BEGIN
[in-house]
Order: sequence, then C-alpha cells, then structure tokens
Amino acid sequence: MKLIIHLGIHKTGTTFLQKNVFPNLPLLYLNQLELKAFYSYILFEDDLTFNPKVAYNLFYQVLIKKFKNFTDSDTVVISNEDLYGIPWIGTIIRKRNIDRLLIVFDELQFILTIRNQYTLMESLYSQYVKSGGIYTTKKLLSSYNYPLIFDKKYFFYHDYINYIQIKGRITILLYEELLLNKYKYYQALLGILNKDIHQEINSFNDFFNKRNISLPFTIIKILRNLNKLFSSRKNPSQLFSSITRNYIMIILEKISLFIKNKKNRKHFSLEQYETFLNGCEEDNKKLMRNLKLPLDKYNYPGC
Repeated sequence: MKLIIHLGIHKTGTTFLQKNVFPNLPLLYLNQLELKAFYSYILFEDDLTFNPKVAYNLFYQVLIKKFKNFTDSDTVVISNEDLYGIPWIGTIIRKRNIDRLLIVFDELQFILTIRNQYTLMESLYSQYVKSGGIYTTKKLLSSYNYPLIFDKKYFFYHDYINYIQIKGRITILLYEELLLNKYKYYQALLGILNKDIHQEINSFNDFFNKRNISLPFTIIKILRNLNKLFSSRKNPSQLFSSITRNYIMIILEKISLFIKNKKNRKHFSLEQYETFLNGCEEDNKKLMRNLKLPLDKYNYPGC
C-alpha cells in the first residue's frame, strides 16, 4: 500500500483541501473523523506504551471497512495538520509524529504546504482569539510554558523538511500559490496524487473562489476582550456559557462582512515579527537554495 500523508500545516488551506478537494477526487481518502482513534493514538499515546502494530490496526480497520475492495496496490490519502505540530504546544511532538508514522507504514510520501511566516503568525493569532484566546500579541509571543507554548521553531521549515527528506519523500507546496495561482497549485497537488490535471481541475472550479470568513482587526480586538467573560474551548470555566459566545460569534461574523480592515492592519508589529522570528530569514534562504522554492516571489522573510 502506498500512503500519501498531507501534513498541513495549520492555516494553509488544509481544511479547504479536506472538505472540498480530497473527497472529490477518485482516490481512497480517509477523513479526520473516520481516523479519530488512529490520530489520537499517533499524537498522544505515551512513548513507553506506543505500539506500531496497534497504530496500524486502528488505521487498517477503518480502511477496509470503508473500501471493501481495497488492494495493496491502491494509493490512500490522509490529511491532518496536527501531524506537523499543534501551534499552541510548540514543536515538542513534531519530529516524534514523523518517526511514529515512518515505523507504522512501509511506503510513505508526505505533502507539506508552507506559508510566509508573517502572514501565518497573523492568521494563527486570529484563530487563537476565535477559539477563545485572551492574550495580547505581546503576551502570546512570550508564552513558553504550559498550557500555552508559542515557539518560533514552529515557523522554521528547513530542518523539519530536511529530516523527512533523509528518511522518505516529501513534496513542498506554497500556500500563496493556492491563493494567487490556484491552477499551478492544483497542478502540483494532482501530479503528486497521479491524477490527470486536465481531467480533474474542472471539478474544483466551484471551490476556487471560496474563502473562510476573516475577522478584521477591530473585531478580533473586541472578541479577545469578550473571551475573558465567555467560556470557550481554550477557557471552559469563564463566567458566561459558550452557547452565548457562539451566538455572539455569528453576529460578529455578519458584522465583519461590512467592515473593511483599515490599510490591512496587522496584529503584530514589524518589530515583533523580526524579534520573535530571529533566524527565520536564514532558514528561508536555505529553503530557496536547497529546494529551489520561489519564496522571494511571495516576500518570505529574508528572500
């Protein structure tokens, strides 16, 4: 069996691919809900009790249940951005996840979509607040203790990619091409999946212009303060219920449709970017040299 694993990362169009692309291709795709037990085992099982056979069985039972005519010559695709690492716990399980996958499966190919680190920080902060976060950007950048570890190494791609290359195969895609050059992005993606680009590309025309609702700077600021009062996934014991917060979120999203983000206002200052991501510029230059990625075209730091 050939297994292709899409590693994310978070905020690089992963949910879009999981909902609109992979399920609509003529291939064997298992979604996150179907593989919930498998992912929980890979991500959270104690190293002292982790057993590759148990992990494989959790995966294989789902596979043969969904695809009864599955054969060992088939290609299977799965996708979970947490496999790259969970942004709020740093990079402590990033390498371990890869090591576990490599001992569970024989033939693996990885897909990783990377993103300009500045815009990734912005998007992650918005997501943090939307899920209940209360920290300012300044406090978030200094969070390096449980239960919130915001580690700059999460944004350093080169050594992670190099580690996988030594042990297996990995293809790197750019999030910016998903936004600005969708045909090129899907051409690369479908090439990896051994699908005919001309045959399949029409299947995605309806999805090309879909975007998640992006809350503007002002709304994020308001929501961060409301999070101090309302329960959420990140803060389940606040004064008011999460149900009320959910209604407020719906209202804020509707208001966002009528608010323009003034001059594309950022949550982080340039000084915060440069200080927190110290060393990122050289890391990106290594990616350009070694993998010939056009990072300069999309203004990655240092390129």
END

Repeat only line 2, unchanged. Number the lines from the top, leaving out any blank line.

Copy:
Order: sequence, then C-alpha cells, then structure tokens